This week in October is always a hard one for me. I wait for it each year, anticipating it's arrival, yet it always sneaks up on me.
October 15th is Pregnancy and Infant Loss Remembrance Day, and four days later, October 19th, is the anniversary of Nathaniel's birth. And his death. He would be four years old this year.
For those of you who may be new to this blog, our second son, Nathaniel, had a rare chromosomal abnormality called Trisomy 18 (or Edward's syndrome). We chose to carry him to term, knowing full well that his condition was "incompatible with life" and being told at each turn that he would very likely die in utero prior to birth. Except that he didn't. We were blessed with two hours with him... although it wasn't enough. It could never be enough.
When I started writing his story, without formally thinking it or saying it out loud, I kind of/sort of/really hoped to have it done by his birthday. So that I could post on his birthday about his birth day. But unless I do absolutely nothing in the next four days other than write -and unless I write such long posts that likely no one would be interested in reading them- I don't think it's going to happen.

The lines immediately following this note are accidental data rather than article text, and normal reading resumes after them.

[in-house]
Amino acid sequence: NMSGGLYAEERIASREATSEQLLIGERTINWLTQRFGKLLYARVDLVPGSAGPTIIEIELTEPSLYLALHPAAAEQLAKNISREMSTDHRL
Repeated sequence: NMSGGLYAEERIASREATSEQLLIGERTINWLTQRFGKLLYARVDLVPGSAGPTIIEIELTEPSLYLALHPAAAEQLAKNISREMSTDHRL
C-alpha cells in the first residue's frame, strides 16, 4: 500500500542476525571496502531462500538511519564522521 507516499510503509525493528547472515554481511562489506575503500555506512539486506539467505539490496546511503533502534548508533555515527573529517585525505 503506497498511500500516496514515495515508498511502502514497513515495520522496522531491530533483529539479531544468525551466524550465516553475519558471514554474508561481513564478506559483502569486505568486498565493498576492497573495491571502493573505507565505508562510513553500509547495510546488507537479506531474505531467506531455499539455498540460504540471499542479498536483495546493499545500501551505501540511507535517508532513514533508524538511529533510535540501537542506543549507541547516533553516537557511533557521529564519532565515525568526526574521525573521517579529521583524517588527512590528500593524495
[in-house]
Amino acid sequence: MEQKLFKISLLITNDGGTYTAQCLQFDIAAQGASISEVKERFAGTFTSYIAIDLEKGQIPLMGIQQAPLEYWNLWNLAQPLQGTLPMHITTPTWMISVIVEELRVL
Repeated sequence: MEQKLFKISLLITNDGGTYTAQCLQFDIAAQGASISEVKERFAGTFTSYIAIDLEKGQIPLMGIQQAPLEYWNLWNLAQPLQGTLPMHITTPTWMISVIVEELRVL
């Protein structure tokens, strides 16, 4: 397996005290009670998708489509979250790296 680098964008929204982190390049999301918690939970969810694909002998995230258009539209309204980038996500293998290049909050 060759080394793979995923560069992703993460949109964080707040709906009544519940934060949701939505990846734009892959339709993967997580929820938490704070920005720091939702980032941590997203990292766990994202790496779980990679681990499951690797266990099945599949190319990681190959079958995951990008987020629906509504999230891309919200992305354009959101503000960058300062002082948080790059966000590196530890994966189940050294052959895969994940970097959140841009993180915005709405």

And I'm a little disappointed. In myself. Like I let him down.
I know that that's silly, and that it's about me, not him. Nonetheless, I wish I'd worked more diligently to finish his story on time. But when I ask myself who I'm writing his story for and why I'm writing it, I have to admit that (while I'd love it if you would all take the time to read it) in as much as it is "Nathaniel's story", it's my story too, and I write it for myself and for these other little beings who call me "mom". So that one day they'll be able to read about their brother, and also begin to understand who I was then and how that experience changed me.
How Nathaniel changed me.
It is a story of loss and pain and grief, but also of hope. So I remember him tonight on Pregnancy and Infant Loss Remembrance Day as I remember him everyday. I am thankful for the oh so brief time we were given with him, and I am thankful for the hope.